‘Ayin: the Phoenician Eye

‘Ayin: the Phoenician Eye

‘Ayin is the sixteenth letter of the Semitic alphabet common to Phoenician, Hebrew, Aramaic, Arabic etc. In the Phoenician alphabet the ‘ayin was an eye-shaped letter and the word meant “eye”.This meaning still survives in the modern Semitic languages Hebrew, Arabic, Amharic and Maltese. The ancient Phoenician and Carthaginians ships had always two eyes painted on either side of the bow and they were meant to allow the ship to see the route it was taking. Nowadays this decoration is still largely used by fishermen to decorate their boats such as the Maltese luzzu and the Sicilian guzzu in those areas of Sicily, Trapani and Pantelleria, where the Phoenicians and Carthaginians ruled from the 8th to the 3rd century BC. A simple decoration that reveals strong Semitic influences in Malta and Western Sicily.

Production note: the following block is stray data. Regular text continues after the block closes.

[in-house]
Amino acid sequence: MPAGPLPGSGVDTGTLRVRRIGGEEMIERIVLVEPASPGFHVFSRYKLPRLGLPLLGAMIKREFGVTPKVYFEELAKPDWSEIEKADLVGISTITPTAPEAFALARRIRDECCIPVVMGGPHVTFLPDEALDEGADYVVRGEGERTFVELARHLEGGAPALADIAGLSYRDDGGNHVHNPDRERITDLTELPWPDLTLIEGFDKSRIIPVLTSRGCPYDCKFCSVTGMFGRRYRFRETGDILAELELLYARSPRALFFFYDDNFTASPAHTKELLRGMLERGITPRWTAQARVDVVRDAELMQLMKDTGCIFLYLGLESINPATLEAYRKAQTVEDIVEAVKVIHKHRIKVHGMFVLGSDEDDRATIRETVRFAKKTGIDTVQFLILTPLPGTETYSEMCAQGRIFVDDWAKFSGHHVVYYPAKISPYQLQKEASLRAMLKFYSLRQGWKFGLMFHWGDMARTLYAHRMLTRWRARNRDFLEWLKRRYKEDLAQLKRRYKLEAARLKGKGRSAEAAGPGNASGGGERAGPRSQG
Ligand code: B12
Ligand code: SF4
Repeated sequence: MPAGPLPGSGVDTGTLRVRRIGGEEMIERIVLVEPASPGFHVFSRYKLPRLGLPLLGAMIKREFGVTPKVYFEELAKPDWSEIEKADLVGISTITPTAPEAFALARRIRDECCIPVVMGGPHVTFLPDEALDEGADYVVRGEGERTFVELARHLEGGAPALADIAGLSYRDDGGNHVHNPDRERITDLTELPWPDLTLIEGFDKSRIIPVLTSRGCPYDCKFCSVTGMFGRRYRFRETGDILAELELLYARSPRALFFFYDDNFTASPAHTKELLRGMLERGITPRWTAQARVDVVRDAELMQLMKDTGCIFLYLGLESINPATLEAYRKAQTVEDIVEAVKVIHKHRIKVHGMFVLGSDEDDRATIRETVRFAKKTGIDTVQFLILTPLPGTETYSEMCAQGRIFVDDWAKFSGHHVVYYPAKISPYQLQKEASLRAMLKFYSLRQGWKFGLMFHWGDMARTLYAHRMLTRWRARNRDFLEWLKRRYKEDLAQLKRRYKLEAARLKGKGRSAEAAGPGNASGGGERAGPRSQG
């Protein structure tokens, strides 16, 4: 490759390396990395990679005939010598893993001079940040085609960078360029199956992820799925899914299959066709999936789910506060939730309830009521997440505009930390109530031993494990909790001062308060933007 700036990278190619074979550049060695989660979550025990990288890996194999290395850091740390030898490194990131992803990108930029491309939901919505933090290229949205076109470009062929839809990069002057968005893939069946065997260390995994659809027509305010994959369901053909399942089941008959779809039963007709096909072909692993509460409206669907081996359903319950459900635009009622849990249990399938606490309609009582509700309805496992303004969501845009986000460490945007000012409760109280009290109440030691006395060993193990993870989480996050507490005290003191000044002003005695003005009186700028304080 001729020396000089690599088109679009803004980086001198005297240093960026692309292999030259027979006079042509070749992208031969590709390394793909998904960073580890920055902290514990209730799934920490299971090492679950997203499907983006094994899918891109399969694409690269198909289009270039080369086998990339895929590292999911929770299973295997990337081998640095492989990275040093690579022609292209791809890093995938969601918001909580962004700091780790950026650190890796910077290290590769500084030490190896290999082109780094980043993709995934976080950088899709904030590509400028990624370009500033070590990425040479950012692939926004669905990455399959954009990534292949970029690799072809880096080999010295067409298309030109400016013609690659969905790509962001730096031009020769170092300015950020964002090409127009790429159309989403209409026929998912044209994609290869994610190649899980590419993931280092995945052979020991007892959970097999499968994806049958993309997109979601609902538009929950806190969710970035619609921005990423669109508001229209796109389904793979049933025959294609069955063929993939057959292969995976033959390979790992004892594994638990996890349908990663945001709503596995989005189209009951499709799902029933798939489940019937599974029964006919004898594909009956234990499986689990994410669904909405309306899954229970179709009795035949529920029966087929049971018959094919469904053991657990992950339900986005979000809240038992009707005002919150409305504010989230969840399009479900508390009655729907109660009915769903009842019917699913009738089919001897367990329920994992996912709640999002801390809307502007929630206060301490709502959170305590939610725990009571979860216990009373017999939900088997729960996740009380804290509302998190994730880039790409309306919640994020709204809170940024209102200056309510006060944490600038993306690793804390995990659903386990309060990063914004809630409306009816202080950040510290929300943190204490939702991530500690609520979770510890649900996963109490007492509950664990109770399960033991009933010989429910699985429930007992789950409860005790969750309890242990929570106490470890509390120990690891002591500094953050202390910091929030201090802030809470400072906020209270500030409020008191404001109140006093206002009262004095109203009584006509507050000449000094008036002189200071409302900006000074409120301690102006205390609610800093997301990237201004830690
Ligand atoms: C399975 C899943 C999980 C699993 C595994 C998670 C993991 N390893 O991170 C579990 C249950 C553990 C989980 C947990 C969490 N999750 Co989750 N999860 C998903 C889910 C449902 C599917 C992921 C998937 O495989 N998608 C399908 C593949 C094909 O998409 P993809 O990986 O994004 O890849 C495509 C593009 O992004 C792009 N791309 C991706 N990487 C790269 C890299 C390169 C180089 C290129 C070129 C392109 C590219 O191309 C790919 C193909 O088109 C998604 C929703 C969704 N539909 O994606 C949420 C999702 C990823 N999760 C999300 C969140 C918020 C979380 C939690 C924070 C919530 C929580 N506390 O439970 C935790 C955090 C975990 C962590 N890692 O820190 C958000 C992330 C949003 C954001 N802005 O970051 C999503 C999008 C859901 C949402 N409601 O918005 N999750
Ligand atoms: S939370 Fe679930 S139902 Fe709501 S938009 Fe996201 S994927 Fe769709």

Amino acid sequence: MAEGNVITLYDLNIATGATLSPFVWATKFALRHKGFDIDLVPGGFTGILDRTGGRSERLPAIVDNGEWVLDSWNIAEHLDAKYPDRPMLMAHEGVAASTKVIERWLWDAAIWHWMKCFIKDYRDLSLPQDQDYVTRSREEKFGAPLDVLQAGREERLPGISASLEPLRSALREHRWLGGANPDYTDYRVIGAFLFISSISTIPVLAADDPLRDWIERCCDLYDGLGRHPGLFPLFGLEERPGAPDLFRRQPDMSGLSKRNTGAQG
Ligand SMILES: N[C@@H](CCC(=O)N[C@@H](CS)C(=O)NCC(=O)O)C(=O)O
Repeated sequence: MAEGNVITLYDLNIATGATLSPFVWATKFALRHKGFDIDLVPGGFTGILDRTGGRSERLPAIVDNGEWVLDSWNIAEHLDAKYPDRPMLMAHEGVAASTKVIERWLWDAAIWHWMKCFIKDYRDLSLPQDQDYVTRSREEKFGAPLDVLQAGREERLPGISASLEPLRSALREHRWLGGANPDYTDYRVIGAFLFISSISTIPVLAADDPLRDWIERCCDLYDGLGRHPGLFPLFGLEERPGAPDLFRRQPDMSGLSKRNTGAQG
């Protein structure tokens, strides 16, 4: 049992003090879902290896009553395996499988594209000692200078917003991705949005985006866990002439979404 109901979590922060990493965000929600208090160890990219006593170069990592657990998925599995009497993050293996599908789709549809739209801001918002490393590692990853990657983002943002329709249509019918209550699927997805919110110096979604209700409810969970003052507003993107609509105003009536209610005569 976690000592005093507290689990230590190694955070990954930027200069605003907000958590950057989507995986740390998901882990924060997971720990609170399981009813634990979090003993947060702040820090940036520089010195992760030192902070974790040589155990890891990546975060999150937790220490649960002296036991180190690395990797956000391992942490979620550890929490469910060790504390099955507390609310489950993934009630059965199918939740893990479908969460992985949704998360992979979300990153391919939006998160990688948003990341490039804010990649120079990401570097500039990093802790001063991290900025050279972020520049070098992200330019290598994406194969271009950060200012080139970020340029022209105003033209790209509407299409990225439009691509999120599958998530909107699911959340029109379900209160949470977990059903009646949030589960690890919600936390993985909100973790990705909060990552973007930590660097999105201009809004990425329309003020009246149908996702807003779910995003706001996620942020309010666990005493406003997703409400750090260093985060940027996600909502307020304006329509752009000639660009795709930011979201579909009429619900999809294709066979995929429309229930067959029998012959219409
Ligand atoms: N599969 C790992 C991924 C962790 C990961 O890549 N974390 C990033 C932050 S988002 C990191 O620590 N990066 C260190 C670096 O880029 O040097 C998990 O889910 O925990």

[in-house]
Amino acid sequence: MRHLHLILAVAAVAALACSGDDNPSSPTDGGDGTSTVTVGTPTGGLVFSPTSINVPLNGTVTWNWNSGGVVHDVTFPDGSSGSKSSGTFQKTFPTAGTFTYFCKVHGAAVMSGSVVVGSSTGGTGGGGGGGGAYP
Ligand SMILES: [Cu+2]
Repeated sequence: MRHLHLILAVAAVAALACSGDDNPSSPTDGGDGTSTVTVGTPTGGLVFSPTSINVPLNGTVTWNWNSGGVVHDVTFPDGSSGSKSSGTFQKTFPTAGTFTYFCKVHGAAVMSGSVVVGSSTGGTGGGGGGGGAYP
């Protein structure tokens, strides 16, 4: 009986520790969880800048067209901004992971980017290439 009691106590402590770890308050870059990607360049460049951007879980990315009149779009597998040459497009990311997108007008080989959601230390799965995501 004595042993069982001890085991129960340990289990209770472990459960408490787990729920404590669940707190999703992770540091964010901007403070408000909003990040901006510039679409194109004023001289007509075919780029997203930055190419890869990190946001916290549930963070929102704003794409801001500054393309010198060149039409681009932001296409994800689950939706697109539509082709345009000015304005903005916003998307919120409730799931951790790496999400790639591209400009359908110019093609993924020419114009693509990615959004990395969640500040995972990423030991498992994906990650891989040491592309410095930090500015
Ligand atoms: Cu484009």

Gianluca D’Alia, Paesaggio Sicilia Tours

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